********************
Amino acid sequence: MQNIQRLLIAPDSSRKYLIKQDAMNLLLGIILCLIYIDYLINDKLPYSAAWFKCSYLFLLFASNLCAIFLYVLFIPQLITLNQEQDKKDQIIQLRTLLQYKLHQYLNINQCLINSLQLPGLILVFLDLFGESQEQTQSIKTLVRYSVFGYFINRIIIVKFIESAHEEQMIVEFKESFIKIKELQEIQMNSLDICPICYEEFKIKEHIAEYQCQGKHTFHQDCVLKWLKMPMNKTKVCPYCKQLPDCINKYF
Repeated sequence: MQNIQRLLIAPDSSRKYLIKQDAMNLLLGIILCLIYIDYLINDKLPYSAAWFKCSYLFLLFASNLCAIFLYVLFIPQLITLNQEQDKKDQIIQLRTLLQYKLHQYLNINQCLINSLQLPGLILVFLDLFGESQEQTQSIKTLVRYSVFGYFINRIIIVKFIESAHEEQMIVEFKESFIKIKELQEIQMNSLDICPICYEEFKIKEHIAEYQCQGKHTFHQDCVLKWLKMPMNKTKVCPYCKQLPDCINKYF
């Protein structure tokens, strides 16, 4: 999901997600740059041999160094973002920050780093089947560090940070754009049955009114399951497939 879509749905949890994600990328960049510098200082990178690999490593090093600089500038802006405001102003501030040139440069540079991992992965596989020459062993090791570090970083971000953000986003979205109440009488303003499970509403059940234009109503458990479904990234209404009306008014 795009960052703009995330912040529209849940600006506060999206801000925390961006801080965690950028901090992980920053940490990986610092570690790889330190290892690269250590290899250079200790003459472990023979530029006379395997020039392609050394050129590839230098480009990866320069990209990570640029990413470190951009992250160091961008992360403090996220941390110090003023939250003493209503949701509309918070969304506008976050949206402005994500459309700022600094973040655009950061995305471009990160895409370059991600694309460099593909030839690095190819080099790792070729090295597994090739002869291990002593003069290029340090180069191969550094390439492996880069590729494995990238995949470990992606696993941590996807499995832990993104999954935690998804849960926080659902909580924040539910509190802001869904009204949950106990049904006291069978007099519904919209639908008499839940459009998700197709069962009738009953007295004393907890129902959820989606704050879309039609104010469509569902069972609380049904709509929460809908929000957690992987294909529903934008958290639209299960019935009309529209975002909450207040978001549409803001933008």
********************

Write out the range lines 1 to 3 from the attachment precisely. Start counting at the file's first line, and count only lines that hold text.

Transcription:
Amino acid sequence: MQNIQRLLIAPDSSRKYLIKQDAMNLLLGIILCLIYIDYLINDKLPYSAAWFKCSYLFLLFASNLCAIFLYVLFIPQLITLNQEQDKKDQIIQLRTLLQYKLHQYLNINQCLINSLQLPGLILVFLDLFGESQEQTQSIKTLVRYSVFGYFINRIIIVKFIESAHEEQMIVEFKESFIKIKELQEIQMNSLDICPICYEEFKIKEHIAEYQCQGKHTFHQDCVLKWLKMPMNKTKVCPYCKQLPDCINKYF
Repeated sequence: MQNIQRLLIAPDSSRKYLIKQDAMNLLLGIILCLIYIDYLINDKLPYSAAWFKCSYLFLLFASNLCAIFLYVLFIPQLITLNQEQDKKDQIIQLRTLLQYKLHQYLNINQCLINSLQLPGLILVFLDLFGESQEQTQSIKTLVRYSVFGYFINRIIIVKFIESAHEEQMIVEFKESFIKIKELQEIQMNSLDICPICYEEFKIKEHIAEYQCQGKHTFHQDCVLKWLKMPMNKTKVCPYCKQLPDCINKYF
């Protein structure tokens, strides 16, 4: 999901997600740059041999160094973002920050780093089947560090940070754009049955009114399951497939 879509749905949890994600990328960049510098200082990178690999490593090093600089500038802006405001102003501030040139440069540079991992992965596989020459062993090791570090970083971000953000986003979205109440009488303003499970509403059940234009109503458990479904990234209404009306008014 795009960052703009995330912040529209849940600006506060999206801000925390961006801080965690950028901090992980920053940490990986610092570690790889330190290892690269250590290899250079200790003459472990023979530029006379395997020039392609050394050129590839230098480009990866320069990209990570640029990413470190951009992250160091961008992360403090996220941390110090003023939250003493209503949701509309918070969304506008976050949206402005994500459309700022600094973040655009950061995305471009990160895409370059991600694309460099593909030839690095190819080099790792070729090295597994090739002869291990002593003069290029340090180069191969550094390439492996880069590729494995990238995949470990992606696993941590996807499995832990993104999954935690998804849960926080659902909580924040539910509190802001869904009204949950106990049904006291069978007099519904919209639908008499839940459009998700197709069962009738009953007295004393907890129902959820989606704050879309039609104010469509569902069972609380049904709509929460809908929000957690992987294909529903934008958290639209299960019935009309529209975002909450207040978001549409803001933008």